Guest contribution by Willis Eschenbach
A few months ago I wrote a post called Bright Green Impossibilities. In it, I showed that it is impossible to convert all of global energy into zero-emission fuels by 2050. But what about an easier task? A number of US states have committed to converting only electricity into zero-emission fuels, not all energy, by 2040. How difficult can that be?
First, let me look at the history of US power generation. Figure 1 shows U.S. power generation from 1985 to 2019 by fuel source.
Figure 1. US power generation by fuel source.
That being said, it doesn’t look too difficult. After all, you can see that renewable energies (orange) are increasing.
But if we look at it by percentage of its generation from fossil and zero emission fuels, we find a strange thing:
Figure 2. US production by fuel type, zero emission, and fossil fuels. The emission-free generation takes place through wind, sun, geothermal energy, hydropower and nuclear power.
Doesn’t look that easy now. If we keep the rate of change since 2010, it will be 75 years before we’re zero emissions …
But wait, as they say on TV, there is more. As of 2019, the US was consuming 4,400 terawatt hours of electricity per year.
There is also a big push for electric vehicles … and that will require more electricity. The current US generation capacity is approx. 1,000 gigawatts (GW), of which approx. 675 gigawatts (GW) are operated with fossil fuels. The US Energy Information Agency (EIA) estimates that we will need around 1500 GW of generation capacity by 2040. This means that we need another 500 GW of new generation capacity to reach 1,500 GW, plus 675 GW more to replace the existing fossil fuel capacity. That is 1,175 GW of new generation capacity that will be required by 2040.
As Texas has just proven beyond doubt, we need 100% backup, regardless of whether we supply part of it with wind or sun. Nuclear is not ideal for this, but the new generation of reactors should be able to react quickly enough to balance the load if the wind and sun fail. Either way, we’ll need about 1,175 GW of new nuclear power by 2040 … and it’s about 975 weeks to 2040.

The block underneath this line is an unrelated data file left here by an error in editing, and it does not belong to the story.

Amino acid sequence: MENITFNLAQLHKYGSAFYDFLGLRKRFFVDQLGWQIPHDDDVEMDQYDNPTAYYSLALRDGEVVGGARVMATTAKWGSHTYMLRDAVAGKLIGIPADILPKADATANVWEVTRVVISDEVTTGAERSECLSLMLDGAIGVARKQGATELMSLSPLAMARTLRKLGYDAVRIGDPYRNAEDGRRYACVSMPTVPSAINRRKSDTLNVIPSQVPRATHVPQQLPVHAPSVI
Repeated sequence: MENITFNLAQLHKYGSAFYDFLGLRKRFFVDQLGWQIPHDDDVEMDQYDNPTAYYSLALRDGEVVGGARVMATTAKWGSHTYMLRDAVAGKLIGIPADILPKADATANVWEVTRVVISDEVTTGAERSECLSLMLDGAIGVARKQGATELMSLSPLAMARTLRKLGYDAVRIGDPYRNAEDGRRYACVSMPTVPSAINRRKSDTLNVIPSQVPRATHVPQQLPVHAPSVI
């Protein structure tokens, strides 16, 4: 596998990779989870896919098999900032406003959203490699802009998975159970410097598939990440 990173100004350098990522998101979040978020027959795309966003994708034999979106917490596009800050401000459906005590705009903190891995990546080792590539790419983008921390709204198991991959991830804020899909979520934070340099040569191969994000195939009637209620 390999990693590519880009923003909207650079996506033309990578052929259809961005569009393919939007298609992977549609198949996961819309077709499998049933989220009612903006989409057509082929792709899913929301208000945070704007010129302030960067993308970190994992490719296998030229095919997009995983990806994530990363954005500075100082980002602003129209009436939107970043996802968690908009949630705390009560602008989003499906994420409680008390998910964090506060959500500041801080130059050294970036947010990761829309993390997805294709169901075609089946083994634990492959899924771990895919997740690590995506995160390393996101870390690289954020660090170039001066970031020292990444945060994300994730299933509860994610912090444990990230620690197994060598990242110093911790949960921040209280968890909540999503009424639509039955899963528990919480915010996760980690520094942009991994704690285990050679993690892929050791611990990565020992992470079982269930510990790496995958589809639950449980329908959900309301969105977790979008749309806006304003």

It usually takes about ten years to find a location, obtain the permits and licenses, overcome objections, build a new nuclear power plant, test it, connect it to the grid and get it up and running. Figure 3 shows an overview of this entire process.
Figure 3. Typical nuclear power plant schedule from initial study to final launch. SOURCE.
But we don’t have ten years per nuclear power plant. With just 975 weeks to 2040 and the need for 1,175 GW of new zero carbon generation capacity by 2040, we need to do a feasibility study, find and measure a site, obtain licenses, design, buy, build, excavate, install, test and capture 1.2 gigawatt nuclear power plant in operation every week for 975 consecutive weeks by 2040.
Anyone who thinks that this beautiful green fantasy can actually materialize here in the real world, well, I want some of the green stuff they smoke.
And remember, this is just electricity. It does not contain the large amount of fossil fuels used directly by industry, transportation and space heating.
TL; DR version? 100% CO2-free electricity by 2040? Tilt. Be. Done. Fuggeddaboutit. Not. Possible.
My best to everyone
The usual: When you comment, please quote the exact words you are discussing so we all know exactly what you are referring to.
One expected objection: I suspect some people will say, “We need another 500 gigawatts of generating capacity, even if we are not carbon-free … how will that be possible?”
It will be possible, if difficult, because it is infinitely easier to add another gas-powered generator to an existing power plant than it is to add a new nuclear power plant. First, the approval process is much easier. Second, the site requirements have apparently already been met, as there is already a power plant there. Third, the infrastructure for power lines, switching stations and the like is already in place and only needs to be expanded, not recreated.
This does not mean it will be easy, especially given the stupidity of the proposed bans on fossil-fuel cars and fossil-fueled homes and offices. These unrealistic goals will make even expanding fossil fuel power generation a major challenge.
But it will be doable.